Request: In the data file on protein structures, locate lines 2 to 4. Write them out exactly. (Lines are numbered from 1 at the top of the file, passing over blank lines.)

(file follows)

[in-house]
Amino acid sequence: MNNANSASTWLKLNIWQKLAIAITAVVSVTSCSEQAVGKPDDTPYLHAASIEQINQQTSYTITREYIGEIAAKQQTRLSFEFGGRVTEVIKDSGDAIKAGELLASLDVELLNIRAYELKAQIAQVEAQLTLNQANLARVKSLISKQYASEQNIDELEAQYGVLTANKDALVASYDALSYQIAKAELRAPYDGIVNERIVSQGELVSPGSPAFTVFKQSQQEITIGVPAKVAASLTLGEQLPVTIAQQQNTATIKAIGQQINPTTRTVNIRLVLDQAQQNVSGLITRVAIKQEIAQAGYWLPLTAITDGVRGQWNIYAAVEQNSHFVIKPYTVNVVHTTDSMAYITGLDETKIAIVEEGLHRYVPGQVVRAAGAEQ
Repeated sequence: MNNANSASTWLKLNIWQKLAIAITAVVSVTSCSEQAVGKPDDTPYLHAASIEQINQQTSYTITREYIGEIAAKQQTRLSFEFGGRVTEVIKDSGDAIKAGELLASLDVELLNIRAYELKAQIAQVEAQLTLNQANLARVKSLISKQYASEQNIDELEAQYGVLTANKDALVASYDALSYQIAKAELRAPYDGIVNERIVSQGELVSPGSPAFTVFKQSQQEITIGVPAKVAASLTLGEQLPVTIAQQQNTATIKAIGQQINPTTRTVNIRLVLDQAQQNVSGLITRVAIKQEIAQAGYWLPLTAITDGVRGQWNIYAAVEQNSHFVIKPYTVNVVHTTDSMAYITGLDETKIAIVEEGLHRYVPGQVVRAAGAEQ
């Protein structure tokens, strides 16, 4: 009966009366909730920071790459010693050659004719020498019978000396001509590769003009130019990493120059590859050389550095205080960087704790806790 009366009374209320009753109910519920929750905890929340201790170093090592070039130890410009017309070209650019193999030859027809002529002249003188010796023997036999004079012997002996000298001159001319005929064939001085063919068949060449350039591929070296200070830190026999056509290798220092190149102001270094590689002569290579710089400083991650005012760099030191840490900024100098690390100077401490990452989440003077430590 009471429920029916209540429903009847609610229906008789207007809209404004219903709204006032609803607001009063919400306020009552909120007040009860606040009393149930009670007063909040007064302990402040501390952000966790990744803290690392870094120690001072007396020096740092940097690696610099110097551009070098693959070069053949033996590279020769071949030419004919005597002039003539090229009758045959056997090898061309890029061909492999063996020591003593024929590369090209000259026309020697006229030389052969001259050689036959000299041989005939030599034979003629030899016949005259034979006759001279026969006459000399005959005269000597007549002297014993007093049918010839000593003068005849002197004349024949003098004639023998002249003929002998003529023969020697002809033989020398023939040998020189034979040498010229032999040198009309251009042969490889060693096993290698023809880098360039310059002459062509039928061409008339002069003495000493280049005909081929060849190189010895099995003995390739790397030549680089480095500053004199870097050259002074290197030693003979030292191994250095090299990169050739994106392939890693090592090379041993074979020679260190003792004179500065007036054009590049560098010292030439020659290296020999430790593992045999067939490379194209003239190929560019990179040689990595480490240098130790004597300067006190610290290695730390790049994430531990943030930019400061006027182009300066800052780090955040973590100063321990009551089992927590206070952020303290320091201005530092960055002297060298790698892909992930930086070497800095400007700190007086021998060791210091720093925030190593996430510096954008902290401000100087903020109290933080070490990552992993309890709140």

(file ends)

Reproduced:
Amino acid sequence: MNNANSASTWLKLNIWQKLAIAITAVVSVTSCSEQAVGKPDDTPYLHAASIEQINQQTSYTITREYIGEIAAKQQTRLSFEFGGRVTEVIKDSGDAIKAGELLASLDVELLNIRAYELKAQIAQVEAQLTLNQANLARVKSLISKQYASEQNIDELEAQYGVLTANKDALVASYDALSYQIAKAELRAPYDGIVNERIVSQGELVSPGSPAFTVFKQSQQEITIGVPAKVAASLTLGEQLPVTIAQQQNTATIKAIGQQINPTTRTVNIRLVLDQAQQNVSGLITRVAIKQEIAQAGYWLPLTAITDGVRGQWNIYAAVEQNSHFVIKPYTVNVVHTTDSMAYITGLDETKIAIVEEGLHRYVPGQVVRAAGAEQ
Repeated sequence: MNNANSASTWLKLNIWQKLAIAITAVVSVTSCSEQAVGKPDDTPYLHAASIEQINQQTSYTITREYIGEIAAKQQTRLSFEFGGRVTEVIKDSGDAIKAGELLASLDVELLNIRAYELKAQIAQVEAQLTLNQANLARVKSLISKQYASEQNIDELEAQYGVLTANKDALVASYDALSYQIAKAELRAPYDGIVNERIVSQGELVSPGSPAFTVFKQSQQEITIGVPAKVAASLTLGEQLPVTIAQQQNTATIKAIGQQINPTTRTVNIRLVLDQAQQNVSGLITRVAIKQEIAQAGYWLPLTAITDGVRGQWNIYAAVEQNSHFVIKPYTVNVVHTTDSMAYITGLDETKIAIVEEGLHRYVPGQVVRAAGAEQ
């Protein structure tokens, strides 16, 4: 009966009366909730920071790459010693050659004719020498019978000396001509590769003009130019990493120059590859050389550095205080960087704790806790 009366009374209320009753109910519920929750905890929340201790170093090592070039130890410009017309070209650019193999030859027809002529002249003188010796023997036999004079012997002996000298001159001319005929064939001085063919068949060449350039591929070296200070830190026999056509290798220092190149102001270094590689002569290579710089400083991650005012760099030191840490900024100098690390100077401490990452989440003077430590 009471429920029916209540429903009847609610229906008789207007809209404004219903709204006032609803607001009063919400306020009552909120007040009860606040009393149930009670007063909040007064302990402040501390952000966790990744803290690392870094120690001072007396020096740092940097690696610099110097551009070098693959070069053949033996590279020769071949030419004919005597002039003539090229009758045959056997090898061309890029061909492999063996020591003593024929590369090209000259026309020697006229030389052969001259050689036959000299041989005939030599034979003629030899016949005259034979006759001279026969006459000399005959005269000597007549002297014993007093049918010839000593003068005849002197004349024949003098004639023998002249003929002998003529023969020697002809033989020398023939040998020189034979040498010229032999040198009309251009042969490889060693096993290698023809880098360039310059002459062509039928061409008339002069003495000493280049005909081929060849190189010895099995003995390739790397030549680089480095500053004199870097050259002074290197030693003979030292191994250095090299990169050739994106392939890693090592090379041993074979020679260190003792004179500065007036054009590049560098010292030439020659290296020999430790593992045999067939490379194209003239190929560019990179040689990595480490240098130790004597300067006190610290290695730390790049994430531990943030930019400061006027182009300066800052780090955040973590100063321990009551089992927590206070952020303290320091201005530092960055002297060298790698892909992930930086070497800095400007700190007086021998060791210091720093925030190593996430510096954008902290401000100087903020109290933080070490990552992993309890709140």